The Fireside Chats: Move along

fire-25743_1280When I was a junior in high school, and I had to begin my college application process, I only wanted two things: Catholic and Chicago. Or, at least, Chicago-ish.

For me, this meant applying to the University of St. Francis in Joliet, and to Loyola University Chicago. I got into both. I chose Loyola, because Chicago.

Some of my high school counselors and teachers were visibly disappointed with my choice. With my GPA, I could “aspire to more.” I could have done Notre Dame’s Great Books program. I could have gone to Harvard. I couldah been a contendah.

Instead–as I was told by a friend whose uncle worked at Loyola, and who therefore claimed to be in a position to know–I had chosen an athenaeum whose last entering class had an average ACT of 19. I wasn’t a 19. I was a 32. A 32 should act like a 32. This meant giving at least a nominal flail in the direction of the Ivies.

If I wanted to stay in the area, I should have picked Northwestern. So went some of the muttering. Or, perhaps, the University of Chicago. Such places were like the Ivy League. They’d help move you along in life. Nobody much knew where they’d move you to. But “moving along” was considered important.

Around the same time, my congressman came to my high school to give a speech. A bunch of local pols joined him onstage, gazing down at us teenagers. Hizzoner’s speech concerned a new south suburban airport.  Continue reading

As it was in the beginning

When I consider how I came to be Catholic, I must keep several things in mind: mixed marriages, Joseph Stalin, the Cold War, and the late-night burning of the VFW.

My grandmother was born on a farm in Soviet Ukraine in 1928. Her family belonged to the Orthodox Church. Stalin was in power, but some places of worship remained open.

Grandma remembered how, as a small child, she watched her much older brother get married in the church. She sat on a family member’s shoulders, looking over the heads of the crowd. She had a bird’s-eye view of the flaring candles and incense smoke, the processions and crowns, the icons of the saints, the robed and hatted priest.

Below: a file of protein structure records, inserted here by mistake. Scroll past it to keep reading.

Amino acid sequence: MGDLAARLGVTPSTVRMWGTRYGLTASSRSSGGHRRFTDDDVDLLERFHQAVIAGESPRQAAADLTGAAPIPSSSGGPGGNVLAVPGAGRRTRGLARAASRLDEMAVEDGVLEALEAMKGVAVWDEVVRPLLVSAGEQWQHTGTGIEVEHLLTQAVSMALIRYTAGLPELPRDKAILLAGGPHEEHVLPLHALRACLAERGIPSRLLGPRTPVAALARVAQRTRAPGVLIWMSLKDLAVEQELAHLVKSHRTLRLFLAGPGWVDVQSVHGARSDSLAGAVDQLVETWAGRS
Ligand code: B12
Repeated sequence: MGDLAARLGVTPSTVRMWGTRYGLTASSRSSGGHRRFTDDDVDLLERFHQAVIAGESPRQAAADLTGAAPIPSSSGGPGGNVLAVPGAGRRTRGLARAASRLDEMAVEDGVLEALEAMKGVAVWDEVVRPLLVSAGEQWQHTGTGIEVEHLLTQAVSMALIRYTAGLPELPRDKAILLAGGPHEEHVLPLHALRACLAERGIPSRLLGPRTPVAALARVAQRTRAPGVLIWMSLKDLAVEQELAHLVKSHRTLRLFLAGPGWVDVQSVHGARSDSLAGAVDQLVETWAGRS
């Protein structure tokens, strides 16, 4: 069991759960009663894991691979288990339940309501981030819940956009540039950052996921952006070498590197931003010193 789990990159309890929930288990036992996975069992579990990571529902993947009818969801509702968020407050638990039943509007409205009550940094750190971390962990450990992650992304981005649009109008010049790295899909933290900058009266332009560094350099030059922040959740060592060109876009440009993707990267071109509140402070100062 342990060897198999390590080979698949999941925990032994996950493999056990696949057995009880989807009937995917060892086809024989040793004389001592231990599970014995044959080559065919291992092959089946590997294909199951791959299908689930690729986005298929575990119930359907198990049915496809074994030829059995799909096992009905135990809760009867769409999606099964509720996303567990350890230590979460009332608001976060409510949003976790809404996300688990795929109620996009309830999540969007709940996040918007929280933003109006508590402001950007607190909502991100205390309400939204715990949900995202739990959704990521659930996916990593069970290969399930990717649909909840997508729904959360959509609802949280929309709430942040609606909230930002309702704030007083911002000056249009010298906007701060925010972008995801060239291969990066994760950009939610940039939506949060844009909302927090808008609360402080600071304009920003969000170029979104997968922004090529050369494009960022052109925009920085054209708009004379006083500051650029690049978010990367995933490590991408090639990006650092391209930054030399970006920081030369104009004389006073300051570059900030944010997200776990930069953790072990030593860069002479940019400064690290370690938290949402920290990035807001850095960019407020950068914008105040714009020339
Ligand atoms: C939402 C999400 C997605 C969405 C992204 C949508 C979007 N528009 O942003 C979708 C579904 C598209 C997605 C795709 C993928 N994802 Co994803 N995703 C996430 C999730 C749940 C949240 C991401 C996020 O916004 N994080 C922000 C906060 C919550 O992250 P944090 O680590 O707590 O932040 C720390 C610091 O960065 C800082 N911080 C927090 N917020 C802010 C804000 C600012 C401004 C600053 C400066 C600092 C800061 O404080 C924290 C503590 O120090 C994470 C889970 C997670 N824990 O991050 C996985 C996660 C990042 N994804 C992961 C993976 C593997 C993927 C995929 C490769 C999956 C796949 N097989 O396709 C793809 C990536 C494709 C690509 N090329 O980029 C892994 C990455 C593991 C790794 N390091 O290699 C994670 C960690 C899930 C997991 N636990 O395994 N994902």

That was her last childhood memory of religion. Stalin’s grip tightened. The village church in which her brother and sister-in-law had exchanged their vows became a barn. In it, animals ate at the trough and slept in the hay.

When the Nazis invaded the Soviet Union in 1941, they took many people back to Germany who were not Jews. They included Grandma. The Nazis placed her with a German family as a household servant.  Continue reading

Ite, missa est

Where my career on the Young Adult Catholics blog began. Big Star Restaurant, Wicker Park, Chicago. Via

Where my career on the Young Adult Catholics blog began. Big Star Restaurant, Wicker Park, Chicago. Via

[This piece is my cross-posted valedictory for Young Adult Catholics. But fear not: my work at this site will keep going strong.]

“You do know the young adult group has a blog,” my friend told me.

It was an 85-degree evening in August 2010. We sat in front of a gas station in Chicago’s Wicker Park that had become a restaurant, which is the sort of thing that happens in Wicker Park. We were eating artisan tacos and drinking Goose Island, which is the sort of thing you do in Wicker Park.

A month before, I’d taken a trip to Boston. There, I’d audited a graduate course taught by liberation theology pioneer Gustavo Gutierrez. I was at a point in my life when I was stuck. Upon returning home, I felt I’d been given a huge shove to do something with my life right now, and to do it for God’s justice.

By the end of July, I had connected with Call To Action. I started volunteering there. I proceeded to announce it on Facebook. That’s where my friend saw it. She messaged that we should talk.

She had once worked for CTA. Now she was telling me about their young adult ministry, CTA 20/30. Which, she said, had a blog.

“You need to get a column on that blog,” she emphasized, apropos of nothing. We weren’t talking about writing, or my being a writer, at all. Her instruction came from thin air.  Continue reading

In memoriam: Francis Cardinal George (1937-2015)

I often disagreed with him. I often said so.

I believed, and still believe, that such is my responsibility as a baptized person. Indeed, it is an article of faith with me that every baptized person–not just the clergy, or bishops, or pope–must exercise the ministries of “solicitude for the church,” and “the confirming of the brethren.”